Interpreting a Beethoven sonata well is not an easy task. In reading Alfred Brendel’s essays on the topic in Music, Sense and Nonsense, I learned something about the process which struck me: it is the same exacting process as interpreting a religious text — one that requires access to the earliest manuscripts, an understanding of the expressive abilities of the notations of that time, an imaginative ability to extract the author’s intentions in order to correct mistakes and fill in blanks, and the intelligence to translate the work into something a contemporary audience will acknowledge is beautiful and eternal. Beethoven himself could write down the wrong note, forget to rework a hand in light of changes in the other; his editors could introduce mistakes or add their own misguided remarks; a semiquaver or sforzando might long have been interpreted too narrowly or against the grain; and a long-standing, bland classical performance might be due to reading the mere absence of accentuation as a prescription. Up to this point, the musician of the twentieth century is but following in the footsteps of the earlier century’s exegetical theologians. Where Brendel’s art exceeds today’s theologies is in his humble recognition that the value of an interpretation lies in how deeply it respects the original text, though only in order to extract from it those eternal truths and beauties which today will compel the audience’s assent.
When my father gave me a few new plants last year as I moved into my new apartment, he told me to water them in proportion to their leaf surface, since it is the leaves that breathe, and hence exhale water. I’ve stuck to that bit of advice and it has served me, or rather the plants, well.
One of the plants, however, grew quickly and I soon needed to trim it. At first I simply cut off entire branches that stuck out too far, or trimmed their tops if they had grown too tall. But the branches never grew back, leaving gaping bare sections, and each trimmed top grew two new sprouts, weighing the branch down even further until it broke under its own weight. So I attempted a new strategy: i began to cut the branches off mid-way. Now the plant looks less bare, and instead of doubling the tips, new leaves grow along the full length of the shorter branches.
The traditional moral of this story might be that in practical matters, since we cannot understand every element of complex systems, we must resort to rules-of-thumb, and tinker at the edges. However, i whish to suggest another conclusion: in horticulture as in ethics — or politics, or economics — we must not define rules or laws, however approximate; instead, we should develop principles, which need only be adequate and exact, not approximate and true. And since such principles are not hazy laws, which must be applied with art and guesswork, they can be followed exactly, and steadily improved through experimentation.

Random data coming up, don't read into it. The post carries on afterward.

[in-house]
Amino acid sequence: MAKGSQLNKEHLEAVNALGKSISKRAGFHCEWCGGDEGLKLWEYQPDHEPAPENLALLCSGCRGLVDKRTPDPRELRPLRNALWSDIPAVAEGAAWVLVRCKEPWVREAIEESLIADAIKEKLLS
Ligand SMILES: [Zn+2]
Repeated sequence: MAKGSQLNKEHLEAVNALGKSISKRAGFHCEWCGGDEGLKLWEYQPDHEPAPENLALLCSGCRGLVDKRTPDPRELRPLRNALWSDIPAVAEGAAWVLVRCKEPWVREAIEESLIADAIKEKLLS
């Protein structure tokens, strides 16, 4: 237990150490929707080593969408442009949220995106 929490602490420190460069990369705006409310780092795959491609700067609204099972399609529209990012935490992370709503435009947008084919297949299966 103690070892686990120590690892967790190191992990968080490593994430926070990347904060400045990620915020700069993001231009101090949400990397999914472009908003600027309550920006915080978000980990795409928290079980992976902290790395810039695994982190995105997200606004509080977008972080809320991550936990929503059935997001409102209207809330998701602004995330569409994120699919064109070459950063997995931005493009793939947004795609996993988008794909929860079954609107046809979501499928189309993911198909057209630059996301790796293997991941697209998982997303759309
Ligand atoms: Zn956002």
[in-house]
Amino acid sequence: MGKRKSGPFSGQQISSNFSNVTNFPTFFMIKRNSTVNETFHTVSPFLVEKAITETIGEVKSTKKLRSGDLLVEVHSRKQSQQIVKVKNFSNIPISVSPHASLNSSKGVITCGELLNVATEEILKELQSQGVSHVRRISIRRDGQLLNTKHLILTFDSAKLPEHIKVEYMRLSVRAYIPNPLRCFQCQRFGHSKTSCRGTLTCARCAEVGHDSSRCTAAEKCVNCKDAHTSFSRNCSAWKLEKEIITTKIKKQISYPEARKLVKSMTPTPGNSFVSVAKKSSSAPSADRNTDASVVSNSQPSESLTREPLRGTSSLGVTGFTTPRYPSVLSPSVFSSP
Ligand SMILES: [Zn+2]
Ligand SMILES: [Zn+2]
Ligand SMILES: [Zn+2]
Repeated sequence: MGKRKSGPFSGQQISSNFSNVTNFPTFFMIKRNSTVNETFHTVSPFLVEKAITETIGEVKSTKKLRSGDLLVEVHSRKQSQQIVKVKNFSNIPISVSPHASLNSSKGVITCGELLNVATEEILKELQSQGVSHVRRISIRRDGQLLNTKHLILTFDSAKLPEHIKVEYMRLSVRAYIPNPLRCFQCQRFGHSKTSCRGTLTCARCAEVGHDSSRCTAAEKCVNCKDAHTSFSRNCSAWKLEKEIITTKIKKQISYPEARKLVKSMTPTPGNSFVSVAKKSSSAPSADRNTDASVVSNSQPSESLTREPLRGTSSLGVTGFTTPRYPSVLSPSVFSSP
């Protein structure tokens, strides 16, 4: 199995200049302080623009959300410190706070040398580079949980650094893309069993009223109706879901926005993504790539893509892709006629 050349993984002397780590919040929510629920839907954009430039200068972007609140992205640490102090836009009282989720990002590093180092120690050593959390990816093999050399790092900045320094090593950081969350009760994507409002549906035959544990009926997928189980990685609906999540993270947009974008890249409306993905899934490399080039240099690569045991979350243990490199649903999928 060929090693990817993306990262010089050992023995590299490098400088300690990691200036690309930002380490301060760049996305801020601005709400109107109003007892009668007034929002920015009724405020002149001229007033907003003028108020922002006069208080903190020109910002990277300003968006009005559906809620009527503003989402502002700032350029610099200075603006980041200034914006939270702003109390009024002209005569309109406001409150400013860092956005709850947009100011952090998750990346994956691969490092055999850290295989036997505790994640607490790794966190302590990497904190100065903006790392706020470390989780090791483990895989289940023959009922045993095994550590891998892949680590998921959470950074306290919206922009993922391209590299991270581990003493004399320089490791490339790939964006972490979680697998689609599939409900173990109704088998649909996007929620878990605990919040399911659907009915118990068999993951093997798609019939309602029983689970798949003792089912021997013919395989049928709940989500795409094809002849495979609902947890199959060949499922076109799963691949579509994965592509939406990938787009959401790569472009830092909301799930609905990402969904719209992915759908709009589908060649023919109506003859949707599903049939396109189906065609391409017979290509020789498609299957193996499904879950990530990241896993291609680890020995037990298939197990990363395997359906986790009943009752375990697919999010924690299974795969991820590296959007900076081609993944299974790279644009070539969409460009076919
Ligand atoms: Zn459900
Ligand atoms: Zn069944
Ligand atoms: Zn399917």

From Heidegger i learned that technology has chained us to its dark view that the world is but a resource to be controlled—and that now we must somehow escape from this cavernous prison into the daylight of a greater truth. Perhaps, though, it is knowledge itself to which we have become too attached—and so instead we must set off with science, our most beloved child, having strapped every technology to its back, and ascend mount Moriah ready to sacrifice it.
mais n’écoutais pas;
[I could hear you, dear bird,
but wasn’t listening;
so you took off.]
[I’d heard the crows cawing, perhaps for hours, as they wintered on a neighbor’s tree, but only noticed when, passing a window, i saw their harsh tones blacken the sky and vanish.]
From my readings this morning I learned that one should not love people for who they are (for their characteristics), but only in order to be loved in return.
Having recently found Isaiah Berlin’s Freedom and Its Betrayal: Six Enemies of Human Liberty at my local bookstore, i decided to read through some of the essays in search of a healthy contrarian view. The chapter on Rousseau was tendentious and at times frankly ad hominem, but nevertheless worthwhile. (The other indictees in this little book are Helvétius, Fichte, Hegel, Saint-Simon and de Maistre.) Though Berlin objects primarily to the outcome of the philosophy (Hitler and Mussolini! — these are, after all, transcribed radio addresses from the early ’50s), his main contention is with “the mysterious assumption of the coincidence of authority and liberty” which is his gloss on Rousseau’s volonté générale.